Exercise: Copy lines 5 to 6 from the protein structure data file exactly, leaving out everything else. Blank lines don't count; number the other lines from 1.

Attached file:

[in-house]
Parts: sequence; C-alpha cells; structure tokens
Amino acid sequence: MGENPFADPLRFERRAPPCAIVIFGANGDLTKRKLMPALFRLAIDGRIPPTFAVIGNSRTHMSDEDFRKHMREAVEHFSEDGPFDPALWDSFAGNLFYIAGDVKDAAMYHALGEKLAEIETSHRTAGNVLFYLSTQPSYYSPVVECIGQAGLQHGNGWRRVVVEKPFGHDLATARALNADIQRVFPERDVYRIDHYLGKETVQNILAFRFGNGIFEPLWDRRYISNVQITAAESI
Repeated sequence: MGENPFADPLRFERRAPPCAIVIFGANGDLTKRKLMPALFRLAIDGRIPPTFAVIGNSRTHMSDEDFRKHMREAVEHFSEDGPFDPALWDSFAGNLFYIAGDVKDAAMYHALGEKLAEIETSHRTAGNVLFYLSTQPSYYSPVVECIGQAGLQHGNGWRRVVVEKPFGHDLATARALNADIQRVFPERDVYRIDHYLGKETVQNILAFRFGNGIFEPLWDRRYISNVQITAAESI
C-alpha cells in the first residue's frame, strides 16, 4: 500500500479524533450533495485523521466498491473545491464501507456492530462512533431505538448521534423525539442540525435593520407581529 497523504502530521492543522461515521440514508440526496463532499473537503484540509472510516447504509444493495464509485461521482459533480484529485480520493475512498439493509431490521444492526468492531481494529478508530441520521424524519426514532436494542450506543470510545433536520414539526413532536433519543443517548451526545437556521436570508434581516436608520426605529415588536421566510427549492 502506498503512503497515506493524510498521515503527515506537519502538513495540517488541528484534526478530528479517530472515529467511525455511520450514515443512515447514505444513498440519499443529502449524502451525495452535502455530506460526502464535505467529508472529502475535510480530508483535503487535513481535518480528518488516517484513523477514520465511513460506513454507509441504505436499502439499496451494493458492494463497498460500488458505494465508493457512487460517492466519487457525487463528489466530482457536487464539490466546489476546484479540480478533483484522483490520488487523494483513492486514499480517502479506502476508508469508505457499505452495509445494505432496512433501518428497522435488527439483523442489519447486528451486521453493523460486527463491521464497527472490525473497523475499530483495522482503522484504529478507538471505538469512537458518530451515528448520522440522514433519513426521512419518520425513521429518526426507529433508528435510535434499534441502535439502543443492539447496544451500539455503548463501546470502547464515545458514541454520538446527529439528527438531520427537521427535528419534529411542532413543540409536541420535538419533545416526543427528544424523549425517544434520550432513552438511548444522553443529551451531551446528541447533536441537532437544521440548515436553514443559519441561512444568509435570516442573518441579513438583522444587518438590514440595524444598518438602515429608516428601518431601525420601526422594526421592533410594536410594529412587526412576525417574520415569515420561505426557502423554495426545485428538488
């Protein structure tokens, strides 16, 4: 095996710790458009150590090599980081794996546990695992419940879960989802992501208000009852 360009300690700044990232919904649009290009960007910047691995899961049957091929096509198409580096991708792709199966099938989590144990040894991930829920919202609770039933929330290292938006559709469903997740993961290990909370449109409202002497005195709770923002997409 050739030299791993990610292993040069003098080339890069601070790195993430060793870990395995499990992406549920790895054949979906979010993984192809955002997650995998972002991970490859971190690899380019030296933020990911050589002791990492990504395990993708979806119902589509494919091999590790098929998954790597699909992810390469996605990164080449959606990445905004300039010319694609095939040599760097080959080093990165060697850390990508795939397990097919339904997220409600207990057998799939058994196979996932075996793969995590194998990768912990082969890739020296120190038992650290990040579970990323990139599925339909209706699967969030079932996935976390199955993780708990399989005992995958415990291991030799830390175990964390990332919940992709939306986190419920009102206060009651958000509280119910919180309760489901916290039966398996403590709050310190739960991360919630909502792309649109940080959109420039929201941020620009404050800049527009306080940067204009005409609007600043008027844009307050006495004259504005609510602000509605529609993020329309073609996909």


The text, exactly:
C-alpha cells in the first residue's frame, strides 16, 4: 500500500479524533450533495485523521466498491473545491464501507456492530462512533431505538448521534423525539442540525435593520407581529 497523504502530521492543522461515521440514508440526496463532499473537503484540509472510516447504509444493495464509485461521482459533480484529485480520493475512498439493509431490521444492526468492531481494529478508530441520521424524519426514532436494542450506543470510545433536520414539526413532536433519543443517548451526545437556521436570508434581516436608520426605529415588536421566510427549492 502506498503512503497515506493524510498521515503527515506537519502538513495540517488541528484534526478530528479517530472515529467511525455511520450514515443512515447514505444513498440519499443529502449524502451525495452535502455530506460526502464535505467529508472529502475535510480530508483535503487535513481535518480528518488516517484513523477514520465511513460506513454507509441504505436499502439499496451494493458492494463497498460500488458505494465508493457512487460517492466519487457525487463528489466530482457536487464539490466546489476546484479540480478533483484522483490520488487523494483513492486514499480517502479506502476508508469508505457499505452495509445494505432496512433501518428497522435488527439483523442489519447486528451486521453493523460486527463491521464497527472490525473497523475499530483495522482503522484504529478507538471505538469512537458518530451515528448520522440522514433519513426521512419518520425513521429518526426507529433508528435510535434499534441502535439502543443492539447496544451500539455503548463501546470502547464515545458514541454520538446527529439528527438531520427537521427535528419534529411542532413543540409536541420535538419533545416526543427528544424523549425517544434520550432513552438511548444522553443529551451531551446528541447533536441537532437544521440548515436553514443559519441561512444568509435570516442573518441579513438583522444587518438590514440595524444598518438602515429608516428601518431601525420601526422594526421592533410594536410594529412587526412576525417574520415569515420561505426557502423554495426545485428538488
């Protein structure tokens, strides 16, 4: 095996710790458009150590090599980081794996546990695992419940879960989802992501208000009852 360009300690700044990232919904649009290009960007910047691995899961049957091929096509198409580096991708792709199966099938989590144990040894991930829920919202609770039933929330290292938006559709469903997740993961290990909370449109409202002497005195709770923002997409 050739030299791993990610292993040069003098080339890069601070790195993430060793870990395995499990992406549920790895054949979906979010993984192809955002997650995998972002991970490859971190690899380019030296933020990911050589002791990492990504395990993708979806119902589509494919091999590790098929998954790597699909992810390469996605990164080449959606990445905004300039010319694609095939040599760097080959080093990165060697850390990508795939397990097919339904997220409600207990057998799939058994196979996932075996793969995590194998990768912990082969890739020296120190038992650290990040579970990323990139599925339909209706699967969030079932996935976390199955993780708990399989005992995958415990291991030799830390175990964390990332919940992709939306986190419920009102206060009651958000509280119910919180309760489901916290039966398996403590709050310190739960991360919630909502792309649109940080959109420039929201941020620009404050800049527009306080940067204009005409609007600043008027844009307050006495004259504005609510602000509605529609993020329309073609996909």